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Utah combats employee turnover with IT upskilling program

Utah, USA
Pluralsight

Government Champion

Department of Technology Services

Cost

Zero upfront cost to local government

Project Status

Operational since 2020

At a Glance

As Utah's tech ecosystem grew many left their jobs in local government for positions at startups offering much more training and growth opportunities. Utah's Department of Technology implemented an upskilling program that gave state employees access to more learning opportunities to increase employee retention.

Problem Addressed

Utah is on a rapid path towards modernization, focused on creating the next Silicon Valley, coined as the 'Silicon Slopes.' While many companies have moved their headquarters to the Wasatch Front, creating a more technology-centric state, the state government remained far behind in its own technological development.

With these companies providing extensive learning opportunities and skill development, some state employees have left their positions for training experiences they weren't able to get while working in the government. “These companies do a great job recruiting our employees,” Hussey, head of Utah's DTS, says. “We have some great folks who come in, learn what we’re doing in the state and then spread their wings.”

Not only was the state losing employees due to its outdated training programs, but its aggressive move to the cloud created even greater demand for specific, hard-to-staff skillsets, leaving many current employees under-qualified for their new job descriptions. Transitioning to the cloud also spurred the need to level-set capabilities across teams working for different state departments and projects. When the mainframe was retired, the current development skills went with it, requiring employees to learn something new. If DTS were to re-vamp its systems, it needed to re-vamp its employees skills alongside it, providing ample growth opportunities.

Utah's Department of Technology Services used/is using Pluralsight's Skills and Flow to address this/these challenge(s).

Solution(s) Used

Utah’s Department of Technology Services leaders developed a skills strategy plan built around creative approaches to help staff modernize their skills and for managers to more easily identify and nurture existing technology talent. They used Pluralsight's Skills' web-based platform to provide highly targeted training after identifying skill gaps.

Offering over 7,000 online courses, Pluralsight Skills provided the range of training required for its new technical focus which helped DTS employees grow their skill base. To target the skills the department needed most, managers created "channels" of aggregated training content in areas ranging from AWS cloud architecture to the AngularJS framework and project management. As licenses are available as a per-person annual subscription, the department could offer individualized training to each staff member.

The skill-building opportunities in these channels run the full range of learning experiences, from embedded microlearning opportunities and refreshers all the way through comprehensive tutorials and certification programs in key technology areas. The platform meets employees where they're at, narrowing in on knowledge gaps and helping users fill them.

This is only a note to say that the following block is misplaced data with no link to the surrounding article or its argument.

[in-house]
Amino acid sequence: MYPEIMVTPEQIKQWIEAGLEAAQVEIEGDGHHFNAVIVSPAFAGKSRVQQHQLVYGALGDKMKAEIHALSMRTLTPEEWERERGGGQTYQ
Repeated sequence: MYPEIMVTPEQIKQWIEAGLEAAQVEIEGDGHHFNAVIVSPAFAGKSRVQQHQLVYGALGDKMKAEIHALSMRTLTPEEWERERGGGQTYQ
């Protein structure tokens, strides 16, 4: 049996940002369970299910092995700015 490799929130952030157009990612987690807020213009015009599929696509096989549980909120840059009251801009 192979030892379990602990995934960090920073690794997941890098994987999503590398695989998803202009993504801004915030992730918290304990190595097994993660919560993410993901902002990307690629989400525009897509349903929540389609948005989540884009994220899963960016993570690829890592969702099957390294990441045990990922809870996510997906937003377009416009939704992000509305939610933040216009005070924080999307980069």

Using the Pluralsight Flow platform, engineering managers were able to take a closer look at ongoing projects to identify bottlenecks & potential skills gaps. This has helped them target additional skill-building opportunities based on the efficiency of the work being done. "We had managers do the analysis of code that was checked in and suggest training for their IT groups,” Hussey says. “It was a way to increase their teams’ IQ in the technology stack.” Flow’s emphasis on efficiency has become a key part of how managers oversee projects and staff.

Outcomes

  1. The majority of DTS' 720 employees engage in skill-building activities, with 20% of learners progressing to expert-level ratings in their areas of study.
  2. Providing ample growth opportunity has helped the department increase its employee retention, allowing individuals the ability to reinvent themselves & redefine their roles .
  3. Managers have access to a more holistic view of whether staff and contractors are reworking code or advancing a project, indicating what areas need improvement.
  4. Increased visibility focusing on project advancement rather than tracking lines of code or internet usage helps managers oversee and foster an efficient remote workplace.
  5. The ability to find hidden staff strengths helped the team build up the agility necessary to navigate unpredictable times.

Lessons Learned

  1. Using the visibility provided by the Skills & Flow platforms, a team can view more concrete data to appropriately promote or reassign team members.
  2. All employees can build up skills, with DTS's top user to date being a receptionist who trained herself in project management and subsequently shifting roles.

Something Unique

DTS' had an engineer develop a critical application within about two weeks, whose expertise was identified with the department's increased workflow visibility. Now that management was able to quickly map projects to employees, they were confident when they placed him into a lead development role for another crucial project.

Who Should Consider?

Governments developing modernization strategies and those looking to increase employee growth opportunities and better identify employee skill gaps.

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